New UK Biobank Exome Pipeline: A 1-Button Read-Mapping Protocol for Public Sequencing Datasets

OQFE Application

Public genomic resources such as UK Biobank are invaluable to researchers around the world. But the size and complexity of these datasets — which often measure in hundreds of thousands of samples and petabytes of data — present a barrier to many users, even if the data are openly accessible to bona fide researchers.  

We have been proud to work closely with UK Biobank, Regeneron Genetics Center (RGC), Amazon Web Services, and other partners to provide tools that enable scientists to tap into these enormous banks of genomic and phenotypic data, such as DNAnexus Apollo and the cloud-based UK Biobank Research Analysis Platform.

In collaboration with the RGC, we have now delved even deeper to help alleviate the challenges of harmonizing sequencing data across large projects without sacrificing flexibility. At such large scales, even small differences in read mapping can manifest in downstream analyses, and while reprocessing is inevitable in the long run, it is best (and cheapest) to get it right the first time.

So, we set out to make consistent and lossless read mapping as hands-off as possible.

The result? The OQFE App.

The Original Quality Functionally Equivalent App is a one-button implementation of the OQFE read mapping protocol which was used for the recent 200,000 WES UK Biobank release. Users only need to provide CRAM or FASTQ containing Illumina short reads, and the OQFE app will generate a CRAM meeting all OQFE specifications including:

  • Deterministic alt-aware mapping to the GRCh38 reference genome
  • Duplicate-marked primary and supplementary alignments
  • Lossless read and base-quality compression (i.e., fully recoverable FASTQs)
  • Forward compatibility with quality-score recalibration and binning schemes

The OQFE App isn’t like most bioinformatics tools, with loads of options and tunable parameters. Because the goal is data harmonization, the OQFE App hard codes all software versions, reference files and runtime parameters. (Of course, the OQFE app is open-source and built from open-source software, so feel free to take it apart and see what makes it tick!) To understand how we landed on this protocol, here’s a bit of history.

The OQFE protocol is an extension of the functionally equivalent (FE) pipeline created in 2017, which used reference-based compression (CRAM) to harmonize more than 400,000 whole-genome samples worth of data across multiple large-scale NIH sequencing projects, with a three-fold reduction in size. The FE pipeline specifies an exact version of the GRCh38 reference genome, parameters to ensure deterministic alt-aware mapping, a duplicate-marking strategy that ensures supplementary alignments are appropriately marked, and a set of consistent CRAM tags.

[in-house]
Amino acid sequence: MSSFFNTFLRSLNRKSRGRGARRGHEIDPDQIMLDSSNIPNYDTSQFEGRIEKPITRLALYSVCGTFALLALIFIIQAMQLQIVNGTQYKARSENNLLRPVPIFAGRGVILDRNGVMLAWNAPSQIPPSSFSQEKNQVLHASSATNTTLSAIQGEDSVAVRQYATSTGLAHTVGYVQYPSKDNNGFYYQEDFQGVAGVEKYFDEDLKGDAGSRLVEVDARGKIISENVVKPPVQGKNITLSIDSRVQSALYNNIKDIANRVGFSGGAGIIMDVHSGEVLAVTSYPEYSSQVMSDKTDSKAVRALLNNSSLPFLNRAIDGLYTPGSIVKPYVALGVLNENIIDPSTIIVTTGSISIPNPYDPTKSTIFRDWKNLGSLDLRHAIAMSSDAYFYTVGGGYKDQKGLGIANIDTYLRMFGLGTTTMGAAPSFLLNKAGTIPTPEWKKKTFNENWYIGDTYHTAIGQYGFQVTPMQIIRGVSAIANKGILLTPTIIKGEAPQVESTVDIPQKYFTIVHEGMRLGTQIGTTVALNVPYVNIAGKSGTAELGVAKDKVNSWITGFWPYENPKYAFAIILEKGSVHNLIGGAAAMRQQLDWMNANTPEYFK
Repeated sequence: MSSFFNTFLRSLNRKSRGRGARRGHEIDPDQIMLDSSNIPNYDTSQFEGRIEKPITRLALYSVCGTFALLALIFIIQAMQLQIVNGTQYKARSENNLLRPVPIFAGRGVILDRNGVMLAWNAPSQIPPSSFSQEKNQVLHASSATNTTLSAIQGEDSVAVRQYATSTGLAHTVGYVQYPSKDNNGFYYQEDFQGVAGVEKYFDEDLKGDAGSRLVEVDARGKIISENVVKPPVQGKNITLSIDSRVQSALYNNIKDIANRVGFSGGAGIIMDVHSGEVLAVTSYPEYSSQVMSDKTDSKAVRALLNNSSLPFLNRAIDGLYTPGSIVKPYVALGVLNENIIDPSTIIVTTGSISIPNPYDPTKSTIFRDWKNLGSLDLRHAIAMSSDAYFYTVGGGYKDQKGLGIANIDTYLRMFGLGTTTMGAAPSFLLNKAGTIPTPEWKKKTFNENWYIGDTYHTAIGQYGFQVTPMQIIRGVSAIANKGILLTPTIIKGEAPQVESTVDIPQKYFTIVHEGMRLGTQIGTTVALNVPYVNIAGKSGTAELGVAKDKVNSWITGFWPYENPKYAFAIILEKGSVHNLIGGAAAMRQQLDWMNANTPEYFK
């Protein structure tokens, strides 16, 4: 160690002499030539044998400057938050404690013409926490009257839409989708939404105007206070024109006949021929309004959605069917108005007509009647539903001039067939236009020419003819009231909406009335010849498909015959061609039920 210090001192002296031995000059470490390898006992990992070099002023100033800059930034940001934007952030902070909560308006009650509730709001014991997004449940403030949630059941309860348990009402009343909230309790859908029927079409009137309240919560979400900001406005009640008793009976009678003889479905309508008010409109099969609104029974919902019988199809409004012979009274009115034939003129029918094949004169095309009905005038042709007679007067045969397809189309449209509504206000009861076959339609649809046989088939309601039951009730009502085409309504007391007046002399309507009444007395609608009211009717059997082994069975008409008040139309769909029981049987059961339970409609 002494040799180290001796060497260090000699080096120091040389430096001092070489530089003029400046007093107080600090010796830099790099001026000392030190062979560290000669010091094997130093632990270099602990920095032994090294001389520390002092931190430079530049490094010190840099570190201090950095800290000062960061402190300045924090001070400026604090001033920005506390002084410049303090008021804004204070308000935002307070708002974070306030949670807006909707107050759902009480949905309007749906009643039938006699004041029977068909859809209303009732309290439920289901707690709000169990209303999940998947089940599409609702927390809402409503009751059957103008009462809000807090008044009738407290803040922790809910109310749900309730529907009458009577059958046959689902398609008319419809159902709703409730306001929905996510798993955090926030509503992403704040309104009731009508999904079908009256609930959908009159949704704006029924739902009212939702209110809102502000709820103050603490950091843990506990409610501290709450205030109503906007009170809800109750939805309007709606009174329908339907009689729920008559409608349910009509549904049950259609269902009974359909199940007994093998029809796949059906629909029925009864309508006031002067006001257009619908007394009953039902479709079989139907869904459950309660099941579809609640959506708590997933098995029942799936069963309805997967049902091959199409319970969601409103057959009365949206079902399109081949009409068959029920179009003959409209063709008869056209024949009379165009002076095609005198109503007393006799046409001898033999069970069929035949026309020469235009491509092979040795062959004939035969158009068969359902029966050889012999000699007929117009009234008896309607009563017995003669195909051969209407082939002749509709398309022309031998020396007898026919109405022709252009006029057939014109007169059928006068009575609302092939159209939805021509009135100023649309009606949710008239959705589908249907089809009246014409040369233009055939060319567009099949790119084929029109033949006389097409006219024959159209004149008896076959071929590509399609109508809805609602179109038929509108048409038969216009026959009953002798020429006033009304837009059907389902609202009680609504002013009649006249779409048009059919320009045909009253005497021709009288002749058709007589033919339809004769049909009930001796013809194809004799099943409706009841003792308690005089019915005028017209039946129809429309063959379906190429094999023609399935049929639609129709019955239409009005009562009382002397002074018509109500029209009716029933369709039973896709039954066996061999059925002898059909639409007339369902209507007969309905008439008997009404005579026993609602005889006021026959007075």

The OQFE protocol retains all these features with updated versions of the constituent programs to address some minor bugs (see the OQFE paper details). Unlike the FE protocol, however, the OQFE protocol does not implement any base-quality recalibration or quality-score binning: all original quality scores are retained. This advance is made possible by the general shift of short-read sequencing to the NovaSeq platform, which has natively four-valued quality scores (i.e., they are already well binned). OQFE CRAMs are thus both backward compatible (you can remake the original FASTQs) and forward compatible (you can directly call variants, or run quality score recalibration and apply your own binning strategy).

All UK Biobank exome CRAMs are processed by the OQFE protocol, and the OQFE App provides multiple features that make it easy for researchers to harmonize their own data with the UKB exomes.

  1. Start with a FASTQ: If you have raw reads, the OQFE App will create all the required CRAM tags, you just provide a sample name.
  2. Start with a CRAM: If your reads are already mapped or reference-compressed, the OQFE App will name-sort your CRAM, roll back to a FASTQ, and OQFE-map your reads. This option also lets you keep your existing RG string, so it is a great way to add custom information to your OQFE CRAMs.
  3. Pick your pixels: Specify how optical duplicates are marked. Different flowcell geometries determine different optical duplicate requirements. But don’t worry, pixel distance doesn’t affect the CRAMs (the same reads get marked as duplicates no matter what pixel distance you select), just how the duplicate reads are categorized in the duplicate summary output.

The OQFE App is especially easy for our users to execute on the DNAnexus Platform. A DNAnexus user simply needs to add input files and hit run to execute the exact methods autonomously, without the need for a specialized environment. And since UK Biobank files will be available on the UK Biobank Research Analysis Platform, there will be no need to download data or transfer files to local environments.

But harmonization only works if everyone can do it, so you don’t need to be on DNAnexus to run OQFE. To make OQFE accessible to all, the OQFE App is open-source software, free for anyone to download as a single containerized OQFE pipeline with all required source and validation files that can be executed on any local or cloud infrastructure that supports Docker.

Interested in using the OQFE protocol? You can find the workflow publicly available in the DNAnexus App Library or through Docker Hub.